While the Charleston as a dance probably came from the "star" or challenge dances that were all part of the dance called Juba, the particular sequence of steps which appeared in Runnin' Wild were probably newly devised for popular appeal. At first, the step started off with a simple twisting of the feet, to rhythm in a lazy sort of way. When the dance hit Harlem, a new version was added. It became a fast kicking step, kicking the feet, both forward and backward and later done with a tap. Further changes were undoubtedly made before the dance was put on stage. In the words of Harold Courlander, while the Charleston had some characteristics of traditional Negro dance, it "was a synthetic creation, a newly-devised conglomerate tailored for wide spread popular appeal. Although the step known as "Jay Bird", and other specific movement sequences like the snare stare are of Afro-American origin, no record of the Charleston being performed on the plantation has been discovered.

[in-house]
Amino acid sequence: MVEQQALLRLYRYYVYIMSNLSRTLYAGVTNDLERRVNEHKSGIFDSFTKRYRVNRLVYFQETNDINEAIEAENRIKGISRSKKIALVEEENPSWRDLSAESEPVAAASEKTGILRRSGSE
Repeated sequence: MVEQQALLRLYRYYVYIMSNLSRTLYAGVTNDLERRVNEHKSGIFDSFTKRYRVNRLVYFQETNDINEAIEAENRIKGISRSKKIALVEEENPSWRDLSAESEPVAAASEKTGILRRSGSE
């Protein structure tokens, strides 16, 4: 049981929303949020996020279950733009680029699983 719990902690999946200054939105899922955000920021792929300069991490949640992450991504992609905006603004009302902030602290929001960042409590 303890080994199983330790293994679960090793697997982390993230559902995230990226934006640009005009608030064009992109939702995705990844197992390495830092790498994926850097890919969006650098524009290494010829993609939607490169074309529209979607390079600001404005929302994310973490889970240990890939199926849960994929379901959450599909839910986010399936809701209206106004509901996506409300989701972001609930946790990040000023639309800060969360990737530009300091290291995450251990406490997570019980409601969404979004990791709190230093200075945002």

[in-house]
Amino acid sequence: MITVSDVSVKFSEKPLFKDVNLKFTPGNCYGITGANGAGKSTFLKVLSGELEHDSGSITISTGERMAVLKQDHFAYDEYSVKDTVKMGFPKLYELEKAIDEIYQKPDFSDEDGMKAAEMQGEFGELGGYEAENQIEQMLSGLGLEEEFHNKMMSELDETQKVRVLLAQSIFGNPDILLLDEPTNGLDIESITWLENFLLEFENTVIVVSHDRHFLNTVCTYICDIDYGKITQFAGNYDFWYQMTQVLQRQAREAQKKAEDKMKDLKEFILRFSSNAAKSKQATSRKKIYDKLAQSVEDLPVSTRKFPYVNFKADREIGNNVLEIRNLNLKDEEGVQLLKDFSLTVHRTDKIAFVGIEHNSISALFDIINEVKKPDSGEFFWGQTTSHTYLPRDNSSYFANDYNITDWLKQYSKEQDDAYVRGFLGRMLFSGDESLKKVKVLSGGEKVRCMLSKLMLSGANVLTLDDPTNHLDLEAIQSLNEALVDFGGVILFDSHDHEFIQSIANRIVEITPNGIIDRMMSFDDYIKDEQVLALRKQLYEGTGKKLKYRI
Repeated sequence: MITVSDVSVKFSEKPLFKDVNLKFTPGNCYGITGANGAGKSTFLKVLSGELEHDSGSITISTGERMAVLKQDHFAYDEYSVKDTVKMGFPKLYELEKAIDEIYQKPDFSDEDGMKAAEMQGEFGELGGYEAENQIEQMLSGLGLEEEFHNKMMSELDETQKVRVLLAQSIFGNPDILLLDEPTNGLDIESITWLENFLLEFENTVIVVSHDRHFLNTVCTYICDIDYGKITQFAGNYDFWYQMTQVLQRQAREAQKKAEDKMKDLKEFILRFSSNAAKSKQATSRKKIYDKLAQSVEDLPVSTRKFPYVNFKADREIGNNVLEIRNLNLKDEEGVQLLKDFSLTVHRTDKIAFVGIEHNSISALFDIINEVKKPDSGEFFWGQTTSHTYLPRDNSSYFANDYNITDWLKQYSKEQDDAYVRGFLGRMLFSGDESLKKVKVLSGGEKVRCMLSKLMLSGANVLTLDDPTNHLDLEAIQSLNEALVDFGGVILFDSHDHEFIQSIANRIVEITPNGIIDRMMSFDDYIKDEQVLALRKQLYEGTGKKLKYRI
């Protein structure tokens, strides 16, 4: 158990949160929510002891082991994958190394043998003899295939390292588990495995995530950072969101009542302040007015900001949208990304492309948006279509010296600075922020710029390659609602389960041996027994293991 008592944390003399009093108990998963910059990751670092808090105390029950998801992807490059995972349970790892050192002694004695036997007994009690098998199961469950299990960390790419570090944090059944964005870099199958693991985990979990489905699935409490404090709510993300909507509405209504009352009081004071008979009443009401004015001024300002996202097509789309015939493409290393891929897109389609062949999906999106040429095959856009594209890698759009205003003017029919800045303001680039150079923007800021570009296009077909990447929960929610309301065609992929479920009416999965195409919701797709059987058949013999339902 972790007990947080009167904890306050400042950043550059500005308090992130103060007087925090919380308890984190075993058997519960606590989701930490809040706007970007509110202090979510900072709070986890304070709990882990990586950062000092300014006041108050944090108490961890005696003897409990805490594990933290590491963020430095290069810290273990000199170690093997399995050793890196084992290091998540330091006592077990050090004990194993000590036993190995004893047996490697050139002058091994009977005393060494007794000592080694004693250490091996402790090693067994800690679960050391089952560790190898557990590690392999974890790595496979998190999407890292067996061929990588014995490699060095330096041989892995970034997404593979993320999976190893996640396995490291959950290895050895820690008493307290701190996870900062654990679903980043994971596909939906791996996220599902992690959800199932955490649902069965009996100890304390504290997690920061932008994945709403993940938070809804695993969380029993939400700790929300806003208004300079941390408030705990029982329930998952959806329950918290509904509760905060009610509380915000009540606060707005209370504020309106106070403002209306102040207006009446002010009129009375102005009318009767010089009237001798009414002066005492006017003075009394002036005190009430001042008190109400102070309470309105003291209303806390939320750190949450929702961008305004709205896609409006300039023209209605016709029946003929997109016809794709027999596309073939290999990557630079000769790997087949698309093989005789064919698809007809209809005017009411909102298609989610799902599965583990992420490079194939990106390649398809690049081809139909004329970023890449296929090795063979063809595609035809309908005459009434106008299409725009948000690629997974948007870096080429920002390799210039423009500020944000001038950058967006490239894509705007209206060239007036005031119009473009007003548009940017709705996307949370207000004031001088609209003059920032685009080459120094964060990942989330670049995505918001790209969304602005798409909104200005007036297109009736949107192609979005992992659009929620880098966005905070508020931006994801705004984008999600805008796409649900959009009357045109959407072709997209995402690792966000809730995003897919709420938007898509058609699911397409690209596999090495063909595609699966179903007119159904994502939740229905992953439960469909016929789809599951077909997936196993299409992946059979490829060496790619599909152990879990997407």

Although it achieved popularity when the song 'Charleston', sung by Elizabeth Welch, was added in the production Runnin' Wild, the dance itself was first introduced in Irving C Miller's Liza in the spring of 1923.
The characteristic Charleston beat, which Johnson said he first heard from Charleston dockworkers, incorporates the clave rhythm and was considered by composer and critic Gunther Schuller to be synonymous with the Habanera, and the Spanish Tinge.
Charleston was one of the dances from which Lindy Hop and Jazz Roots developed in the 1930s, though the breakaway is popularly considered an intermediary dance form. A slightly different form of Charleston became popular in the 1930s and 1940s, and is associated with Lindy Hop. In this later Charleston form, the hot jazz timing of the 1920s Charleston was adapted to suit the swing jazz music of the 1930s and 1940s. This style of Charleston has many common names, though the most common are Lindy Charleston, Savoy Charleston, 30s or 40s Charleston and Swing(ing) Charleston. In both 20s Charleston and Swinging Charleston the basic step takes 8 counts and was danced either alone or with a partner. Tap Charleston (1925 to 1926): Leonard Reed was said to have invented Tap Charleston after he learned tap in 1925. Tap Charleston was the Charleston with breaks into open position to do tap steps.